Procter & Gamble's Problems Are Not Just Skin-Deep

| About: The Procter (PG)

Summary

There's an issue with pricing, and it's creating a vicious cycle.

How will management break that cycle, and what are the implications for investors?

What are the two metrics that need to be watched carefully over the coming quarters?

Procter & Gamble (NYSE:PG) reported its Q3 earnings a few days ago, and it looks like the market was unhappy with what they heard and saw. Though the stock wasn't hammered by the results, the weak performance of the company resulted in shares edging below the critical $80 mark, a level PG has been bouncing around since 2013.

In my previous articles on the company, I spoke extensively about the dividend ledge they were on, and how they needed to make key acquisitions in order to support their internal organic growth. In this article, I delve into how bad the problem really is, and what investors can do about it in the short to medium term.

Note: All referenced data is taken from PG financial press releases for 2014, 2015, Q1 2016, Q2 2016 and Q3 2016.

The Pricing Issue and the Vicious Cycle

As you will see from the charts and table below, PG has increased price steadily since 2014, a process which they have continued right up to the most recent quarter. Granted, things are better now on the economic front, but a continual increase over a long period of time is going to ask for its pound of flesh at some point - more so if your competitors are either cutting back on their prices or increasing them at a slower rate.

The net effect of that is what we are seeing on the volume front. Despite consistent price hikes, P&G has not been able to break the downtrend of organic sales volumes. The heightened pressure on P&G to keep its top line intact, and the pressure from margins, are pushing the company to keep prices on the steady upslope. Not an ideal place to be at all.

A lot of commenters on my previous articles have pointed out that P&G is actually divesting brands to make itself more profitable, but as you can see, that's not happening. See in the chart below how their margins have been taking a hit from as far back as 2013.

Despite the company increasing its prices steadily since that time, and divesting low-performing units, they don't seem to have solved the problem.

In fact, they've now put themselves in a weird catch-22 situation - a vicious cycle, if you will. Essentially, they are pushing prices up so the bottom line doesn't get hit, but this pushes customers to their competition, which affects the top line. The more they push prices up, the more their top line will be affected. Ultimately, they'll end up creating a larger problem in the course of solving a smaller one.

Investor-Speak: Breaking the Cycle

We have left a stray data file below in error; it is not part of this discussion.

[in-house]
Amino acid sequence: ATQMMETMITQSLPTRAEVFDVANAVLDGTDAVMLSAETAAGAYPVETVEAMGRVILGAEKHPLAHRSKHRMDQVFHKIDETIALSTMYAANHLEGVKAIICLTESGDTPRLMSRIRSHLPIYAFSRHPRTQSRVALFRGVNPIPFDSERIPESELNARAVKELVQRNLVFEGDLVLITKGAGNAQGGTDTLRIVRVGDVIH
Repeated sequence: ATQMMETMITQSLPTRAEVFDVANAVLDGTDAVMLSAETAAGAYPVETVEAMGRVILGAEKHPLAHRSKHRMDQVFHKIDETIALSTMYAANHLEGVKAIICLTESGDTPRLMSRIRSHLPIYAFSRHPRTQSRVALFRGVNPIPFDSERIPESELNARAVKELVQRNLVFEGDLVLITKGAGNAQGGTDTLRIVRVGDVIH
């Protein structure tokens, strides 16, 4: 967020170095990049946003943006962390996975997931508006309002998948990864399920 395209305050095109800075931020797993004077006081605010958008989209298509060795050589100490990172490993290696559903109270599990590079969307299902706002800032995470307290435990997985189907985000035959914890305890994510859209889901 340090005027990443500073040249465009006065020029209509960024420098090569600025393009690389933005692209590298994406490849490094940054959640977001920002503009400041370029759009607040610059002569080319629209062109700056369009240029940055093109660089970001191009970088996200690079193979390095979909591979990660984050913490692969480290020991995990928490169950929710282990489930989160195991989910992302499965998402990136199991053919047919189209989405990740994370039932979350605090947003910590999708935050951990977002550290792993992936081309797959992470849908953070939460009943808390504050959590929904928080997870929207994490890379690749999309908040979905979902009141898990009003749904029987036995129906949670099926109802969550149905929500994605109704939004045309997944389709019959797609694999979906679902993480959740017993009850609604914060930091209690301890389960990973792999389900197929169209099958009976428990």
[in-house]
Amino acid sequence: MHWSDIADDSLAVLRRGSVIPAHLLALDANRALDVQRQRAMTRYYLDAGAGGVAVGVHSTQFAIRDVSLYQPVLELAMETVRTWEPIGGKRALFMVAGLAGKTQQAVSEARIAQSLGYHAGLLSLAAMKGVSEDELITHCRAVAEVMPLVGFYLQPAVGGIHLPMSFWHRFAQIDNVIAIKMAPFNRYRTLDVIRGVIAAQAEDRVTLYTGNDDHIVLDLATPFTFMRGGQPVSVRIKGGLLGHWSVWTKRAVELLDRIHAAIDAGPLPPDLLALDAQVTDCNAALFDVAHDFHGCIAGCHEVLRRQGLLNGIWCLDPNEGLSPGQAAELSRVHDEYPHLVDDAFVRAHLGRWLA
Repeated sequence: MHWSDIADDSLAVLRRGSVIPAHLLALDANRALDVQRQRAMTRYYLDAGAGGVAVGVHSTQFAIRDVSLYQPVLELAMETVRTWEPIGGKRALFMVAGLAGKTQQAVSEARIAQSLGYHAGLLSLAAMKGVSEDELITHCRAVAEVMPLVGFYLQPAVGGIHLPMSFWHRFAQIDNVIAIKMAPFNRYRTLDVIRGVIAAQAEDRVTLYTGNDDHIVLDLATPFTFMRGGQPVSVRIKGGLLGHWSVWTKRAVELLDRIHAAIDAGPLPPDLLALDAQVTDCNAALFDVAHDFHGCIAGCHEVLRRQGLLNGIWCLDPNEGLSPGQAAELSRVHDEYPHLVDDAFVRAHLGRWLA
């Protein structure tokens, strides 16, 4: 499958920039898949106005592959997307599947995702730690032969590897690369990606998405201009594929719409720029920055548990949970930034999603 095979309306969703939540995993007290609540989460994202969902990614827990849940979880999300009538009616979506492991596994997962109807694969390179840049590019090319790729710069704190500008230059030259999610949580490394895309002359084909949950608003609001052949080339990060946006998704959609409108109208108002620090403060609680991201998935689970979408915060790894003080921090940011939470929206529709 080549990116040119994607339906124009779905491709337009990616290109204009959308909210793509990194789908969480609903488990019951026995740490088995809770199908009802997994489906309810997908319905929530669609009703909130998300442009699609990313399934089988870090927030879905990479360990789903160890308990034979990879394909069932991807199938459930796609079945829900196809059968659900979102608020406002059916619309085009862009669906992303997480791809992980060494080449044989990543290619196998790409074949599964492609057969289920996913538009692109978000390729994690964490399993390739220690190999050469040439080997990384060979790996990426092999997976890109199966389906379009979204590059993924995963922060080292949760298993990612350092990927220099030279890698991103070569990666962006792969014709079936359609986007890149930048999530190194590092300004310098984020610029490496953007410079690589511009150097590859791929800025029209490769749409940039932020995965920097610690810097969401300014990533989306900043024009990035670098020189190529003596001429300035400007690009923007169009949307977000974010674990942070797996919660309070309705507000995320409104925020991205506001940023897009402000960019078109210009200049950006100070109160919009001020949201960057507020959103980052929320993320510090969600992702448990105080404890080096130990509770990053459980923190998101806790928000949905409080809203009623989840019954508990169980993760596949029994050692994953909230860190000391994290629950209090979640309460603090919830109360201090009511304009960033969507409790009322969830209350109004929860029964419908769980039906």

How P&G manages to break that cycle is left to management. I suggested acquiring smaller, but high-performance brands; one SA author even threw out a few potentials. Another option may be to diversify into a related business like buying a chain of drugstores and optimizing their OTC sales that way. Yet another option is to diversify into a completely new business that has a wide moat around it. The options are practically unlimited, but nothing has been done about it - and that's the biggest problem.

From an investment perspective, PG's dividends are still safe as their payout ratio is still below 70% and they generate considerable amount of cash flow. Even though they've been forced to drop dividends to 1% as of the last earnings call, I think they still have the steam to continue that - at the very least.

Furthermore, with capex accounting for only around 5% of their total sales, the cash generated is going to provide sufficient room to keep the dividends intact until the company is able to break that vicious cycle.

The biggest sigh of relief for any PG investor is the company's balance sheet. At the end of March 31, 2016 the company had $19.13 billion in long term debt, with $7.9 billion cash on hand and another $5.9 billion as available for sale securities.

I don't buy into the doomsday scenarios that keep popping up every now and then, but there is a downside to this in the form of issues that need to be fixed with their top line growth.

In the last four months that I've been writing on Seeking Alpha, I've never advised a short on any of the companies I've written about. For PG, I would recommend a HOLD until things are clearer about how the company intends to boost its top line.

Until then, I will keep a close eye on their volume growth versus price growth. If those two metrics can "swap positions" or at least both stay positive and close to each other, then I will change that to a BUY. There's no denying that there are tough times ahead for the company. For now, let's hope they come up with a solution before the problem becomes too big to manage.

Disclosure: I/we have no positions in any stocks mentioned, and no plans to initiate any positions within the next 72 hours.

I wrote this article myself, and it expresses my own opinions. I am not receiving compensation for it (other than from Seeking Alpha). I have no business relationship with any company whose stock is mentioned in this article.